It’s something we all hear about during an airplane safety demonstration, but for most of us, hopefully it’s something we’ll never actually have to use.
The evacuation slide.
While it’s exceptionally rare that it would have to be deployed, every commercial aircraft is fitted with an inflatable slide should there be an emergency where customers need to get off the aircraft quickly and safely.
Now, British Airways ground staff has given us a glimpse into exactly how the slide works, in a new behind-the-scenes video where they deploy a Boeing 777-200’s slide during a series of safety checks at London Gatwick.
Boeing 777-200 planes are fitted with eight slides for maximum safety and efficiency – and these are all checked almost on a daily basis by highly trained engineers to ensure that they work properly.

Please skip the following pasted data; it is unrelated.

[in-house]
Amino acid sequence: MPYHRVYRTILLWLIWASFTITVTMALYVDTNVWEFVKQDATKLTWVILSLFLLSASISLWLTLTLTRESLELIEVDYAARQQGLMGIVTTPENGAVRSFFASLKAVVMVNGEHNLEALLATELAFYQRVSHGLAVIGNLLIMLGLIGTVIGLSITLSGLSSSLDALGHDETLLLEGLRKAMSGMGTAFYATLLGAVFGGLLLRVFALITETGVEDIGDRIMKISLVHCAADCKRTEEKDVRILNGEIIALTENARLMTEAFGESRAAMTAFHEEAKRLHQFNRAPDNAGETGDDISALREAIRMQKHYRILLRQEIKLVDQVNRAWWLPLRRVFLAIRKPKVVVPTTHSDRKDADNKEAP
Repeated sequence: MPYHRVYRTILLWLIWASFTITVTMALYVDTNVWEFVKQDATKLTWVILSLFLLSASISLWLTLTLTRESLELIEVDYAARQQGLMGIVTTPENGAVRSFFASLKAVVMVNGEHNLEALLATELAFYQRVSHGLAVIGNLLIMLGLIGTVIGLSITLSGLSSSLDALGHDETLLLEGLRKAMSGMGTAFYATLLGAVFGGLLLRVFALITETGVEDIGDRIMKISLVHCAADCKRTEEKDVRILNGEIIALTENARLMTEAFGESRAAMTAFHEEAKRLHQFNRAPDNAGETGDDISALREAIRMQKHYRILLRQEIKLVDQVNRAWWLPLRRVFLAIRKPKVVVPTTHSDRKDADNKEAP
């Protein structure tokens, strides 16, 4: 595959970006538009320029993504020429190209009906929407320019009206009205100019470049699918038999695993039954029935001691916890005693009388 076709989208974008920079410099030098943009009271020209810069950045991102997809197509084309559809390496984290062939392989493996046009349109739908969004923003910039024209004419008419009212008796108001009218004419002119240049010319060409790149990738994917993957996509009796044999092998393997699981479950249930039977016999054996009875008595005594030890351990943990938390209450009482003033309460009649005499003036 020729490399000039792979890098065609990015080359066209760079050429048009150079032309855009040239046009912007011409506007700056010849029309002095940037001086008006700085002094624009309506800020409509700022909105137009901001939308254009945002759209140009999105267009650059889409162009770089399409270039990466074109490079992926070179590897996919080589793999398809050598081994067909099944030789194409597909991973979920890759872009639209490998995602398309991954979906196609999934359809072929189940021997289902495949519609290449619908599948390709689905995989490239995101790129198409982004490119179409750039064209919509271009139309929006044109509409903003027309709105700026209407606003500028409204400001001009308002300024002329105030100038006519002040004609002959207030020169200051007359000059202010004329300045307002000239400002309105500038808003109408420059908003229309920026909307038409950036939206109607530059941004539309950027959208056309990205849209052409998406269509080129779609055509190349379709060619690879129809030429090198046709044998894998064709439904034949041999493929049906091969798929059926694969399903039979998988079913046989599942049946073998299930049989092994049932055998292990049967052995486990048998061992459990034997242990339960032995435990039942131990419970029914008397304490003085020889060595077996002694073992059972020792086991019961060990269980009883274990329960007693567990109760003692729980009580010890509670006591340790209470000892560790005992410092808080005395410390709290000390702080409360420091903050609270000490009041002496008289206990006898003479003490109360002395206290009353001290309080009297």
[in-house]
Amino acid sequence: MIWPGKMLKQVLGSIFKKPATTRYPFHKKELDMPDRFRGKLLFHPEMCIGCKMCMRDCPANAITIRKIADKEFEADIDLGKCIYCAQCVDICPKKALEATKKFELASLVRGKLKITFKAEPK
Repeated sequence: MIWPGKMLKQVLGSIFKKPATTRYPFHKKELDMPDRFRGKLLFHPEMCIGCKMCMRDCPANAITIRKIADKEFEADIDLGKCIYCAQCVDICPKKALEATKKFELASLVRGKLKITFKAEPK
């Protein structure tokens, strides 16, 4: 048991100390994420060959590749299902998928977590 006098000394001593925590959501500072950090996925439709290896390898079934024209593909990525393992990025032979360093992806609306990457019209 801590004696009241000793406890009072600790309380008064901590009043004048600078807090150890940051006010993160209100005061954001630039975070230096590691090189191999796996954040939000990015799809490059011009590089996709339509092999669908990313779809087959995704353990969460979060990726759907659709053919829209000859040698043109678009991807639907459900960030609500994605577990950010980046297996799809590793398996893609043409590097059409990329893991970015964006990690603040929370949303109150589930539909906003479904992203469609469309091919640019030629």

To operate the slide, engineers open the aircraft door in the ‘automatic’ position, which automatically causes the inflatable to deploy.
It’s an impressive sight, as the huge inflatables can be up to 14 metres (or 46ft long) – and yet it takes just six seconds for it to roll out, inflate and be ready for passengers.
A speed we imagine comes in handy during an emergency.
In the clip, British Airways licensed engineer Peter Dyer explains that to activate the slide, cabin crew need to put the door to ‘automatic’ and pull the door handle to 180 degrees, at which point an assist system will take over.
He expanded: “It will fire the squib, the nitrogen pressure in the bottle will power open the door, the slide pack will fall off and then the slide will inflate in six seconds.”
Oh, and if you’ve ever heard cabin crew being asked to ‘cross check’ a door, there’s a simple explanation.
Doors need to be set ‘to automatic’ or ‘manual’ prior to take off and landing so that they’re ready for an emergency – so cabin crew need to make sure they are in the correct position.